Cost: Just $5 per person - but with a valide student ID from any regional school the cost is only $3. Funds go to support two students going to Africa as part of their mission degree program.
Who: A joint presentation of SCU and the state storytelling group, The Territory Tellers. Suitable for those 12 and above.



You were not alone, from what audiences told me. I ran across this 2006 article about the value of a good ghost story with children...http://www.ghostvillage.com/resources/2006/features_01232006.shtml I can remember the fun of going into the storage closet at the library (it was an open concept and the only place you get spooky dark and use a flashlight to good advantage). Sharing old classics like "The Golden Arm", "Oak Island Secret", "red. Red Lips", "The Viper" and various versions of the "Vanishing Hitchhiker". They are always new...and eager faces would edge closer, closer and then sigh with relief and beg for more.... Children developed listening skills, imaginative visualization skills, and an ability to predicate possible events based on previous story elements. They also had a darn good time!



ANY local storytelling group, festival, committee, or even an individual storyteller, can simply plan an event for March 20th, and promote it as part of World Storytelling Day. The theme for 2009 is "NEIGHBOURS." Dream big, and let everyone know about your plans! This would be a great opportunity for local house events, community get togethers, intercultural sharing events, etc. Vist WSD for more information.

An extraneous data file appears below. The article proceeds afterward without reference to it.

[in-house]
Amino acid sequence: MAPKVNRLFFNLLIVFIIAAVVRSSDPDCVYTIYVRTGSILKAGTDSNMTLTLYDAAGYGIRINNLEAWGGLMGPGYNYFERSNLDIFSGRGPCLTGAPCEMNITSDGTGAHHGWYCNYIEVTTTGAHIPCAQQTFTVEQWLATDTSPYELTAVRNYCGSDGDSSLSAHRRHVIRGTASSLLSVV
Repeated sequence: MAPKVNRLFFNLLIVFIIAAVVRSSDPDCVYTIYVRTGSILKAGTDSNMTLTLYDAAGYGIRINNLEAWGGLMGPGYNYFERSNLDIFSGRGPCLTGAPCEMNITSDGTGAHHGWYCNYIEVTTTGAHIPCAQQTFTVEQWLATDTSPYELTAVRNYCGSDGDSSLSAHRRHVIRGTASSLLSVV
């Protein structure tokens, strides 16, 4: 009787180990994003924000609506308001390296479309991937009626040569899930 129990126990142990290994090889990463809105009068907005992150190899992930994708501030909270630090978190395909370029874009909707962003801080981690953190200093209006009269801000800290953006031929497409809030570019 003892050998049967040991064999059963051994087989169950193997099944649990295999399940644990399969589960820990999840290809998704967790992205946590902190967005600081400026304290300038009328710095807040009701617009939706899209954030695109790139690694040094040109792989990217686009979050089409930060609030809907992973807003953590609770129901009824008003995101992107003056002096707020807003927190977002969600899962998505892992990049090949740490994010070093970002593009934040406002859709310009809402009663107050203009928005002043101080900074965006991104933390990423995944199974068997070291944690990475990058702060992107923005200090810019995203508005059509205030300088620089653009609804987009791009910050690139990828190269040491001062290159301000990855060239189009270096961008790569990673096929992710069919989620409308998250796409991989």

Join the "Oklahoma Performers and Presenters" social Network

Do you perform, or know someone who does, then share this exciting new community. Get connected with others who perform or present across the state (or even come here frequently!). Learn from one another, peer train, share what works and what bombs big time! Seek advice, encouragement, and provide mutual support. Tell where you are appearing, self-promote shamelessly!!! Storyteller, musician, theater, dance, workshop leader, author - there is a place for you. Visit and join the "Oklahoma Performers and Presenters" network. Psst: There is power in numbers!

Work With Children? "Child-Sized Stories" Awaits

Are you a teacher, child care worker,librarian, or loving parent? Share your stories, storytime plans, ideas, reading lists, etc. Send your book reviews, simple book sharing crafts. Are you hosting activities to encourage reading (author visits, storytellers, theater groups?) - well be sure and send it to marilynahudsonATyahoo.com Be sure and place: "Child Sized Stories" on the subject line so it does not go the way of all spam... All subnitted materials will carry your byline.


Prague, OK Tells Tales this Sat.

Let me tell you about....the Prague, Oklahoma "Tellabration!". The Prague Tellebration location is at the PRAGUE MIDDLE SCHOOL LIBRARY. The Middle School library is located across from Ken's Pizza and just west of the Prague Public Library, It is this Saturday, November 15, at 6:00. All are welcome.



List yourself on the 'OKLAHOMA PERFORMERS DIRECTORY' for free! Get a web presence that promotes you.

Get connected with others on the ning community site 'OKLAHOMA PERFORMERS AND PRESENTERS". Share ideas, collaborate, and network.